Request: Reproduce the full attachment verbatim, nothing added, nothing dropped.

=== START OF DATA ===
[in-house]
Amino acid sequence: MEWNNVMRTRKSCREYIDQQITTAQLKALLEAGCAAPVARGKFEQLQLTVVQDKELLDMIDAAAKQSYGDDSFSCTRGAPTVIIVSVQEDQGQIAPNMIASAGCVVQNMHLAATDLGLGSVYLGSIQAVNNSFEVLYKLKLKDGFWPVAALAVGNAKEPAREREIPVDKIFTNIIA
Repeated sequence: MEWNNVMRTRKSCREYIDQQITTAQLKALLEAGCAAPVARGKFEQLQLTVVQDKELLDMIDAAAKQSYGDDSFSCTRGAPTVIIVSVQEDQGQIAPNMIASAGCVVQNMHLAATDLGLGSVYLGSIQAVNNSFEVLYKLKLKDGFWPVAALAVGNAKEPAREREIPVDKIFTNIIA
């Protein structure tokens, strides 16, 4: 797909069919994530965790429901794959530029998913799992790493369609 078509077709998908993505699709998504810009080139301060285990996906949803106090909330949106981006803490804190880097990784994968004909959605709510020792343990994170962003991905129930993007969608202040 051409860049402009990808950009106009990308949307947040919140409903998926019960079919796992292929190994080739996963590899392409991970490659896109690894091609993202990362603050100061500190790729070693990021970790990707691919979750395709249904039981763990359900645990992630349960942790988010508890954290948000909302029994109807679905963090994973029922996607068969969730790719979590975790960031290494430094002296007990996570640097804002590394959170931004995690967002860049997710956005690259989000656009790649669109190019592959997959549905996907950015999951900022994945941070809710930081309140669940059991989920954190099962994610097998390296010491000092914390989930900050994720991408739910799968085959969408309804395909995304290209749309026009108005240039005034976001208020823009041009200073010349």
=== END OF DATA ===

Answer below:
[in-house]
Amino acid sequence: MEWNNVMRTRKSCREYIDQQITTAQLKALLEAGCAAPVARGKFEQLQLTVVQDKELLDMIDAAAKQSYGDDSFSCTRGAPTVIIVSVQEDQGQIAPNMIASAGCVVQNMHLAATDLGLGSVYLGSIQAVNNSFEVLYKLKLKDGFWPVAALAVGNAKEPAREREIPVDKIFTNIIA
Repeated sequence: MEWNNVMRTRKSCREYIDQQITTAQLKALLEAGCAAPVARGKFEQLQLTVVQDKELLDMIDAAAKQSYGDDSFSCTRGAPTVIIVSVQEDQGQIAPNMIASAGCVVQNMHLAATDLGLGSVYLGSIQAVNNSFEVLYKLKLKDGFWPVAALAVGNAKEPAREREIPVDKIFTNIIA
């Protein structure tokens, strides 16, 4: 797909069919994530965790429901794959530029998913799992790493369609 078509077709998908993505699709998504810009080139301060285990996906949803106090909330949106981006803490804190880097990784994968004909959605709510020792343990994170962003991905129930993007969608202040 051409860049402009990808950009106009990308949307947040919140409903998926019960079919796992292929190994080739996963590899392409991970490659896109690894091609993202990362603050100061500190790729070693990021970790990707691919979750395709249904039981763990359900645990992630349960942790988010508890954290948000909302029994109807679905963090994973029922996607068969969730790719979590975790960031290494430094002296007990996570640097804002590394959170931004995690967002860049997710956005690259989000656009790649669109190019592959997959549905996907950015999951900022994945941070809710930081309140669940059991989920954190099962994610097998390296010491000092914390989930900050994720991408739910799968085959969408309804395909995304290209749309026009108005240039005034976001208020823009041009200073010349």